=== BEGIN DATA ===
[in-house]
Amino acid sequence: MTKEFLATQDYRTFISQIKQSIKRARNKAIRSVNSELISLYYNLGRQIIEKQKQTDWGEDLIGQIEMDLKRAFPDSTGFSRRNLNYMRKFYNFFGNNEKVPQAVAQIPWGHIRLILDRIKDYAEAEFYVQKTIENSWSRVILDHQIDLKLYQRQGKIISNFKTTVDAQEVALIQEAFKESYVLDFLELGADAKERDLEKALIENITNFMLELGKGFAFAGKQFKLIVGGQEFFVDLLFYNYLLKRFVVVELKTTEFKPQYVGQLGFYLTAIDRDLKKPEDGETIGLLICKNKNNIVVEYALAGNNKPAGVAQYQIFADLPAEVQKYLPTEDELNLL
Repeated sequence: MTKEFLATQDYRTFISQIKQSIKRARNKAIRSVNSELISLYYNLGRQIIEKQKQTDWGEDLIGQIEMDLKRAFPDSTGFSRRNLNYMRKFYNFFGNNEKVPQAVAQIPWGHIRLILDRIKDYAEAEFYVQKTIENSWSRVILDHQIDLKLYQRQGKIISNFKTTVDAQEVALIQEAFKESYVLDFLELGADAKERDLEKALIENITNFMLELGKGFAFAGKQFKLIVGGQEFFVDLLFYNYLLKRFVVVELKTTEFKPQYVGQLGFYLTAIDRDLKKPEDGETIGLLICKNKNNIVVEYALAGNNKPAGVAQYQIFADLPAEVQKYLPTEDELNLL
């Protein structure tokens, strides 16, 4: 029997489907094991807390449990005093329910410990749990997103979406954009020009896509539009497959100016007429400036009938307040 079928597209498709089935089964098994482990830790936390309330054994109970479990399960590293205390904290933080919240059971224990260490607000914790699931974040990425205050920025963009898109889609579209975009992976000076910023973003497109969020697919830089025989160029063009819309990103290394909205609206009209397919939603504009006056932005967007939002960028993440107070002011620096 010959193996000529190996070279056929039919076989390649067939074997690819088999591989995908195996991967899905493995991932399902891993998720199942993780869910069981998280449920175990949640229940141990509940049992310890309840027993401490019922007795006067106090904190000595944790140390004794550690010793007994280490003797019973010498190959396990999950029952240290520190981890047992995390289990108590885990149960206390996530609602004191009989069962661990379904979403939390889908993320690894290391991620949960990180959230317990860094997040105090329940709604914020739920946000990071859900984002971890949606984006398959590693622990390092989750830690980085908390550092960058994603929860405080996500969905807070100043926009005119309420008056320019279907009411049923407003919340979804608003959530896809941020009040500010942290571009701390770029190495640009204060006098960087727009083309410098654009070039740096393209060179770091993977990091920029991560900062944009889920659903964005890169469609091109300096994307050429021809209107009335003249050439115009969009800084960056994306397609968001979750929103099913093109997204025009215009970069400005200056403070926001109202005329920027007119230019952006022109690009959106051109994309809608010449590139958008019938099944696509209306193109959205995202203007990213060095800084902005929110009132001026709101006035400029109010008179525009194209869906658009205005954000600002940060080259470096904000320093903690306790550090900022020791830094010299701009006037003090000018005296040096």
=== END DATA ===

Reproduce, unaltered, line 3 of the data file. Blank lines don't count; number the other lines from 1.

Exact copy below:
Repeated sequence: MTKEFLATQDYRTFISQIKQSIKRARNKAIRSVNSELISLYYNLGRQIIEKQKQTDWGEDLIGQIEMDLKRAFPDSTGFSRRNLNYMRKFYNFFGNNEKVPQAVAQIPWGHIRLILDRIKDYAEAEFYVQKTIENSWSRVILDHQIDLKLYQRQGKIISNFKTTVDAQEVALIQEAFKESYVLDFLELGADAKERDLEKALIENITNFMLELGKGFAFAGKQFKLIVGGQEFFVDLLFYNYLLKRFVVVELKTTEFKPQYVGQLGFYLTAIDRDLKKPEDGETIGLLICKNKNNIVVEYALAGNNKPAGVAQYQIFADLPAEVQKYLPTEDELNLL